Name: Gaynor Duthie.

Age: 30.

What is your business called?

Genoa Black.

Where is it based?

South Queensferry, which is in the City of Edinburgh Council area.

What services does it offer?

Strategic consultancy and marketing services.

We have worked with clients across a range of strategic challenges domestically and globally including repositioning, new market launch, internationalisation, securing investor funding, stakeholder engagement, diversification, acquisition and integration.

To whom does it sell?

Business leaders in the UK and globally across a hugely diverse range of sectors.

What is its turnover?


Despite the economic impact of the Covid-19 coronavirus crisis , we secured 22 new clients, including five international accounts, and recorded our strongest financial performance in our eight-year existence.

When the pandemic hit, we focused our approach on relationship management, supporting and working closely with our clients in any way we could and created a new strategic advice programme, ‘Chaos to Clarity’, to support Scottish business leaders.

How many employees?


When was it formed?


Why did you take the plunge?

Quite honestly, I had nothing to lose and everything to learn.

I was very lucky to be in the position where I had limited commitments and the opportunity to work together with Claire and Alan Kinloch, co-founders, to build a business we all believed in passionately.

What were you doing before you took the plunge?

I had just returned from working in Australia for two years and I was working as a director and trustee with an ambitious Scottish social enterprise Orkidstudio (Now BuildX Studio) in Zambia.

In fact, I remember speaking with co-founder Claire from one of the building sites we were working on at the time about the idea of setting up Genoa Black.

How did you raise the start-up funding?

Genoa Black was started with an Ikea desk, a laptop and one client.

We have grown quickly in spite of limited investment and start-up funding. We reinvest our capital back into the company, specifically on talent and talent development. Our business is our people.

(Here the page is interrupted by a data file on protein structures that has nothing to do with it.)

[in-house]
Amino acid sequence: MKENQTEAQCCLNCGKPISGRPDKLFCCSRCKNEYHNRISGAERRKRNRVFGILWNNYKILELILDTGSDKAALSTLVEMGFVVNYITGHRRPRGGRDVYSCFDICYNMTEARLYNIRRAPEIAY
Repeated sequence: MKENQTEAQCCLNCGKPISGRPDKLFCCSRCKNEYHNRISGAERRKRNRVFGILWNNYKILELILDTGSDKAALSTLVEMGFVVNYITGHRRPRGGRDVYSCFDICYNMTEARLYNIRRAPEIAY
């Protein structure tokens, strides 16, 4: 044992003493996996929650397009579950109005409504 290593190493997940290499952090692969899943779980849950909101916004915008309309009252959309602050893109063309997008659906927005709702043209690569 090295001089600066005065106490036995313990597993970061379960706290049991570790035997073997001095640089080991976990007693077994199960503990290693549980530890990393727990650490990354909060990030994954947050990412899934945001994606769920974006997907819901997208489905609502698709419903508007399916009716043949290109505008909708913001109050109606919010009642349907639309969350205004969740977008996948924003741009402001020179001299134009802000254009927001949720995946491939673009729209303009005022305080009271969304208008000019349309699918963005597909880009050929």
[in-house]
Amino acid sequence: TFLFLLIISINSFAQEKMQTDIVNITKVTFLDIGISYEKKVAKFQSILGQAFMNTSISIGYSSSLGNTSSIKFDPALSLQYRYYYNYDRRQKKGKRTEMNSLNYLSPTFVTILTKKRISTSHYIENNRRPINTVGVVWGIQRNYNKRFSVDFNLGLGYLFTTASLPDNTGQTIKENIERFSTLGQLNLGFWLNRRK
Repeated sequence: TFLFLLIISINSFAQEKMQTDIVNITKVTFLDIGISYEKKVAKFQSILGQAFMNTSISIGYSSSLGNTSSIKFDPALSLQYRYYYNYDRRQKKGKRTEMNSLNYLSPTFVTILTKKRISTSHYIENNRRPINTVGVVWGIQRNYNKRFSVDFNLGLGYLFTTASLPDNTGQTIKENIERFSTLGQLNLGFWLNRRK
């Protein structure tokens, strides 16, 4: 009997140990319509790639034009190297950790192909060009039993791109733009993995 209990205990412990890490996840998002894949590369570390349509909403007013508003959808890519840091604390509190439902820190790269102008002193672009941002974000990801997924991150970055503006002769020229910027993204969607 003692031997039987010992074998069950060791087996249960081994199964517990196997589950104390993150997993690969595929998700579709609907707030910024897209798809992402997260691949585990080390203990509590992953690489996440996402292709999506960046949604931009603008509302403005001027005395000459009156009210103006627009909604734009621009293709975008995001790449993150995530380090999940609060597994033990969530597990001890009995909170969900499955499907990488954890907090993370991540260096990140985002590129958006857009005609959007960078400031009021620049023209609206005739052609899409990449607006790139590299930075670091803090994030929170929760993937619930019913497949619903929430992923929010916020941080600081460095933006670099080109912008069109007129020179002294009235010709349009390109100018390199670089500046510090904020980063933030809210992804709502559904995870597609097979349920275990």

What was your biggest break?

We’ve had a number of breaks including securing large-scale projects for The Edrington Group [whose brands include Famous Grouse whisky] and the Gigaclear broadband business in England and winning the HSBC Award for International Professional Advisor.

However, for me our biggest breaks were our successful tenders for the Scottish Enterprise Expert Support framework and Scottish Development International’s International Sales Growth Programme.

For the last four years we have been the preferred supplier for strategic consultancy and as a result we have had the opportunity to work with more than 500 businesses across Scotland through that framework alone. This has been critical to developing our knowledge as a team, and the success and growth of the business.

What do you most enjoy about running the business?

People and what I learn from them.

I learn from clients, contacts and the team every day and I think this has been critical to growing the business. Putting your hand up, asking for help and involving others (internal and external) in developing your business is critical.

What do you least enjoy?

As a team we are very close and refer to ourselves as the GB family. What I least enjoy or struggle with is making difficult decisions that I know might be challenging for the team but are right for the business. It is always difficult for me to separate my personal relationship with our team from my responsibility as a director and owner of the business.

What are your ambitions for the firm?

Our opportunities are limitless and our ambition continues to focus on building a strong, stable, sustainable global business with potential expansion in the US and Far East during the coming years.

What could the Westminster and/or Scottish governments do that would help?

In Scotland I think there is a wealth of support available for businesses, but the critical thing will be how the governments manage their way out of the current crisis and into the new normal.

Engaging and listening to business leaders about what they now need to move out of the current environment will be fundamental to business and economic recovery.

What was the most valuable lesson that you learned?

The importance of investing in culture. We have invested significantly in establishing and building our culture over the past few years and that has without a doubt helped us remain resilient, focus and grow despite the economic challenges over the last quarter.

How do you relax?

In normal times my priority would be to relax with family and friends. Fresh air, a lot of laughter and a glass of wine is a winning combination for me.